But many Palestinians seem to see themselves as having the exclusive right to the land. Hence, they do not want to compromise. In an interview with Israel Radio in 2017, UN Secretary General Antonio Guterres casually mentioned that it is "completely clear that the Temple that the Romans destroyed in Jerusalem was a Jewish temple." Shortly thereafter, the Palestinian Minister for Jerusalem Affairs said Guterres "must issue an apology to the Palestinian people."
        Simply recognizing that Israel is strong may be enough for a truce, but not for genuine peace. The day Palestinians accept Israel's right to exist as the legitimate homeland of the Jewish people, a real peace process will begin.
        The writer is former consul general of Israel in New York. (New York Times)
  • The Pandemic of Anti-Semitism - Donna Brazile
    The perpetrators of vile anti-Semitic attacks in the U.S. and elsewhere use the fighting between Israel and Hamas as an excuse to mount assaults against Jews. But attacking people because they're Jewish isn't about a policy dispute - it is about simple hatred. Those who profess to champion Palestinian rights are sorely misguided if they believe praising Adolf Hitler, beating up Jews, and defacing synagogues with swastikas will aid Palestinians.
        Anti-Semitism is based on the same belief as racism and other forms of prejudice - "the other" is inferior and not entitled to the same human rights as the "superior" class. So while I'm not Jewish, as a black woman, I can empathize with the pain and the injustice anti-Semitism inflicts in the same way Jews have expressed empathy for the racist oppression black Americans have suffered.
        Jews were among the most prominent and important nonblack supporters of the civil-rights movement. I am proud to stand with Jews against anti-Semitism, just as many Jews have stood and continue to stand with black Americans against racism.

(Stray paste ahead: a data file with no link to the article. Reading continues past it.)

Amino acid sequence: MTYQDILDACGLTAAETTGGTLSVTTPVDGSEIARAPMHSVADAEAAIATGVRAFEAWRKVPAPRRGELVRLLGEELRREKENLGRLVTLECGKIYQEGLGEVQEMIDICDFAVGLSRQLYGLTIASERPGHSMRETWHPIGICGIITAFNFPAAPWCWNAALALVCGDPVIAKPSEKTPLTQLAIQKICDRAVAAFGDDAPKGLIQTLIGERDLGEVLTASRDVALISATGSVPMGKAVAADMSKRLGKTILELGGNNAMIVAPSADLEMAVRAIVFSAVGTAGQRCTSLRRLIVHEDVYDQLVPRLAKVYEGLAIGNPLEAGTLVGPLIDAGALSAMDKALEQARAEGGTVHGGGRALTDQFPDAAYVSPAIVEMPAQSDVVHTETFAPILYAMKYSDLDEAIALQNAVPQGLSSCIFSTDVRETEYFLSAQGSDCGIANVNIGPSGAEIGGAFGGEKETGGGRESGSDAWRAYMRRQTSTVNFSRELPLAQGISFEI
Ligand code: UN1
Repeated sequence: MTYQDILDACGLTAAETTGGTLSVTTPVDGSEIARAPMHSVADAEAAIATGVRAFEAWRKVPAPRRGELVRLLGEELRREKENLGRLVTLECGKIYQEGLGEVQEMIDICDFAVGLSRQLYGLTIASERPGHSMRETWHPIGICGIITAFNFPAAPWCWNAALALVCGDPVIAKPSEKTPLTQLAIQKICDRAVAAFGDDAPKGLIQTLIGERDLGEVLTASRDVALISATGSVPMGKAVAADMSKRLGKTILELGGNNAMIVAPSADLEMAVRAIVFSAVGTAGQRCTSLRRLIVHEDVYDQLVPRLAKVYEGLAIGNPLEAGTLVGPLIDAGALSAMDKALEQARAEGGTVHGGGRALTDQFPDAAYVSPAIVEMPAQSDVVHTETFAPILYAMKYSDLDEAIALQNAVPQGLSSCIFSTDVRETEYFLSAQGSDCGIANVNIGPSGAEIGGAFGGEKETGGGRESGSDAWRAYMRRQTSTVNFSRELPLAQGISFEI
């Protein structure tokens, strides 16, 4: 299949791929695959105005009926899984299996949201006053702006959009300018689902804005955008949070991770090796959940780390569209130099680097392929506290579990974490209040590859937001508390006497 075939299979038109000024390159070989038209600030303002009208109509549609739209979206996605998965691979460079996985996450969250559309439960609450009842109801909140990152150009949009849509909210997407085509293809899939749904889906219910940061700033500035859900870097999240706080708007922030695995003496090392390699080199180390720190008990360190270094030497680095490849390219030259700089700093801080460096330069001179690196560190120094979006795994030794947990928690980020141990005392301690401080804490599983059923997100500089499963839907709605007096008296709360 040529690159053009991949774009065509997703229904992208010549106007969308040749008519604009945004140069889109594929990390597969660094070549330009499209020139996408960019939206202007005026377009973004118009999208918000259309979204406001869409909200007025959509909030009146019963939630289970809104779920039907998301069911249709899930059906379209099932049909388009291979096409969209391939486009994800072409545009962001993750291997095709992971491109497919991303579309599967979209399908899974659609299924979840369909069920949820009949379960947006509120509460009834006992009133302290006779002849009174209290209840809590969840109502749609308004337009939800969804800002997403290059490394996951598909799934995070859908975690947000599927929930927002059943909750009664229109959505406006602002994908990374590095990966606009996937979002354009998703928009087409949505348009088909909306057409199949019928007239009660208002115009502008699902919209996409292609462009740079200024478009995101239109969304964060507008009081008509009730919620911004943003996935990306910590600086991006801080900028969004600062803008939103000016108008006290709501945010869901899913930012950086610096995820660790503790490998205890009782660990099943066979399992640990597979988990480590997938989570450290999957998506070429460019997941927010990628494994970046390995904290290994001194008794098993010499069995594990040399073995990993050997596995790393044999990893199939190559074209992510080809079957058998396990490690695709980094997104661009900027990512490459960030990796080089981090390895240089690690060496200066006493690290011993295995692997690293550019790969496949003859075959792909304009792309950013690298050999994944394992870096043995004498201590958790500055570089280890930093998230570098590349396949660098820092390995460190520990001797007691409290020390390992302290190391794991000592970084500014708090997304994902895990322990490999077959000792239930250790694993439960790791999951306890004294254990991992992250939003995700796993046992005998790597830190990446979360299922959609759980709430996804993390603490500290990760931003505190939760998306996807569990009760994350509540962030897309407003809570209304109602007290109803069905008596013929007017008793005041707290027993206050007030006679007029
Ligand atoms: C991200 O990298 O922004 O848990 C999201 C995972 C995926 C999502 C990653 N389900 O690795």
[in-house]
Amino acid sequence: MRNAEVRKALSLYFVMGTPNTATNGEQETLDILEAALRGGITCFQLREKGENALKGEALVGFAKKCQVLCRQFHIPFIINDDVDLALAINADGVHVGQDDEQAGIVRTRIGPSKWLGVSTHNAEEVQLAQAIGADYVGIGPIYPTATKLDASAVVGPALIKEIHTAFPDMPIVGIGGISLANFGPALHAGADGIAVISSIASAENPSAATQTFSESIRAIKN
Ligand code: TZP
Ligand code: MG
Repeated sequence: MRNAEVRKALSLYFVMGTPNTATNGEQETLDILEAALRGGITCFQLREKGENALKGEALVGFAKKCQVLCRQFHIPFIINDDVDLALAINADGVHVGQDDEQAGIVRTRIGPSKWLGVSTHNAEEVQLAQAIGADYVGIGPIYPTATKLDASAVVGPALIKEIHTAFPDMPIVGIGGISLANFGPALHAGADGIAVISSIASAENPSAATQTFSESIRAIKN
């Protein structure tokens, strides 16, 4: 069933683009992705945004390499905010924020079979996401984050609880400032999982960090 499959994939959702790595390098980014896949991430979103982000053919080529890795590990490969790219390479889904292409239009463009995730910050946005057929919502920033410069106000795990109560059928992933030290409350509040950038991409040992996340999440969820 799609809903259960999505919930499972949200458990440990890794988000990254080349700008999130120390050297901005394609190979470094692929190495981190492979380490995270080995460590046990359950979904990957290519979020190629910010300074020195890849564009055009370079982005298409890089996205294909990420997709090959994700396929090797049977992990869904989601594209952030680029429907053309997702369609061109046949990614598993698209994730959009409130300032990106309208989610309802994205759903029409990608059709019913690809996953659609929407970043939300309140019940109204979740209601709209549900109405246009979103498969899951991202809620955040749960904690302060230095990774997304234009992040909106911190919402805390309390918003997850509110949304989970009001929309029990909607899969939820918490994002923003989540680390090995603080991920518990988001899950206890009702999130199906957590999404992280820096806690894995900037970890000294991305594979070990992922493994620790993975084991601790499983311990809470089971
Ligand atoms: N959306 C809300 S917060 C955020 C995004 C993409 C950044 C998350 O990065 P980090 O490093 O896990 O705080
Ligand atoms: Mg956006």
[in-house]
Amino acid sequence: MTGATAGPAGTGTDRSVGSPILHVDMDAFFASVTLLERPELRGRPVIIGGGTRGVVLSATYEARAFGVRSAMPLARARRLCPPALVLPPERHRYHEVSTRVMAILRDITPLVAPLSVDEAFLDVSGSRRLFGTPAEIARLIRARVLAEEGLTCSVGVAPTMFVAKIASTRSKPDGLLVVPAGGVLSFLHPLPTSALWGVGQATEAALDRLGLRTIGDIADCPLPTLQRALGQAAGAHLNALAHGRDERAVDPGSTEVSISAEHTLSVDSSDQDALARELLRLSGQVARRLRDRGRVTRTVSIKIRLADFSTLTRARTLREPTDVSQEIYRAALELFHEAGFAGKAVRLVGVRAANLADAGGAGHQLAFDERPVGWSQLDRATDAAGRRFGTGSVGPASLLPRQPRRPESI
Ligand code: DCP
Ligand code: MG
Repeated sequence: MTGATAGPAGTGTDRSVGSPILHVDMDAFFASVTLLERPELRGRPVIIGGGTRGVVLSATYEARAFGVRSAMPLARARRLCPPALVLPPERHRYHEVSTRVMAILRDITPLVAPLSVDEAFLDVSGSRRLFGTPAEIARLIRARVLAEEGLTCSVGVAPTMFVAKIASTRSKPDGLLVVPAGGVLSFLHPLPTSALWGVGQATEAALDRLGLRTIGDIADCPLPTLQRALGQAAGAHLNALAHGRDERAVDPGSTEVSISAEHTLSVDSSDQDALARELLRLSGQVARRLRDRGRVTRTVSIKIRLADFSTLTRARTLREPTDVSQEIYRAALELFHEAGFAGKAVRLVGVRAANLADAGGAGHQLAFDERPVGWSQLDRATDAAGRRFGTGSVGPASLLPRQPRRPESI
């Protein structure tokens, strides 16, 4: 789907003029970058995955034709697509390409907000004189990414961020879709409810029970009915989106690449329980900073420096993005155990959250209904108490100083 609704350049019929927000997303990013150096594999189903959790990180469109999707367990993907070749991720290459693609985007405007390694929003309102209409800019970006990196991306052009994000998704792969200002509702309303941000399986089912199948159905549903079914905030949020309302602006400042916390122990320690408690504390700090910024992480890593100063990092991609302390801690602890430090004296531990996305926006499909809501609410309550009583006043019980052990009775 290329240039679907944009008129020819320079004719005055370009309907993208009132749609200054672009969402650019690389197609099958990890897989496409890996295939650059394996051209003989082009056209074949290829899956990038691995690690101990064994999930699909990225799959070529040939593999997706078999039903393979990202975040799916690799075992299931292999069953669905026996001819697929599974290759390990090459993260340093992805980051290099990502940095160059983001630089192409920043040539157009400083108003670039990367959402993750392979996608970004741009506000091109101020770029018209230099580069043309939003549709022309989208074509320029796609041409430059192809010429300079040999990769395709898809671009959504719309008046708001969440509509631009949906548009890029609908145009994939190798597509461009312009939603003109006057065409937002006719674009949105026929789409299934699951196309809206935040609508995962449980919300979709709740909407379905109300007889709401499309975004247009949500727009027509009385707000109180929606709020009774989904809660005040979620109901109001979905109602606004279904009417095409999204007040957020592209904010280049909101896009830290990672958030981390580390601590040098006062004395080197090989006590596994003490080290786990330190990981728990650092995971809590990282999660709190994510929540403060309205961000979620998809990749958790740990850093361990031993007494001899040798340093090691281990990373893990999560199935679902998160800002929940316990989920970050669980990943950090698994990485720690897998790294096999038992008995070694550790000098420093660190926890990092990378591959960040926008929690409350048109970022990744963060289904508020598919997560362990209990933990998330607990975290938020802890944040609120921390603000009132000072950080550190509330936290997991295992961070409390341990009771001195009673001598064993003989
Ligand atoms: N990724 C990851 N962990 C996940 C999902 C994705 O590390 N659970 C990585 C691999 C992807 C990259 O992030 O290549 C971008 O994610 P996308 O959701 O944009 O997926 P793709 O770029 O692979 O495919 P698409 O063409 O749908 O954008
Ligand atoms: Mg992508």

The writer is a former chairman of the Democratic National Committee. (Wall Street Journal)
  • Hamas Changed the Rules of the Gaza Game - Dr. Michael Milshtein
    The rocket volley that was launched on Jerusalem was a blunt and conscious violation of the status quo in Gaza for the past year and a half. The fighting came as quality of life in Gaza was continually improving and after Israel promoted many moves designed to ensure civilian stability - from issuing traders exit permits, through promoting exports, to expanding its fishing zone and providing broad assistance to help eradicate Covid-19.
        Hamas' attack attests to how it perceives the status quo: nebulous understandings from which it can opt in and out according to its whims. The Israeli side had worked strenuously to preserve the arrangement to guarantee long-lasting peace in the Strip.
        Hamas was under the impression that Israel was too afraid to undercut the status quo and that after several days of fighting it could return back to square one or even secure further concessions. However, Hamas found itself paying a much heavier toll than it had originally expected.
        Now, as the dust settles, Israel faces a dilemma - reverting to the status quo ante or changing the rules of the game. A swift reversion to the conditions that existed before the operation would signal to Hamas that its aggression does not entail any consequences. Given the non-binding nature in which Hamas perceives ceasefire agreements, Israel may also need to adopt a similar approach.
        The writer, a former head of the Department for Palestinians Affairs in IDF Military Intelligence, now heads the Palestinian Studies Forum at the Moshe Dayan Center for Middle Eastern and African Studies at Tel Aviv University. (Ynet News)
  • As Hamas Fired Rockets, the New York Times Joined the Assault on Israel - Gilead Ini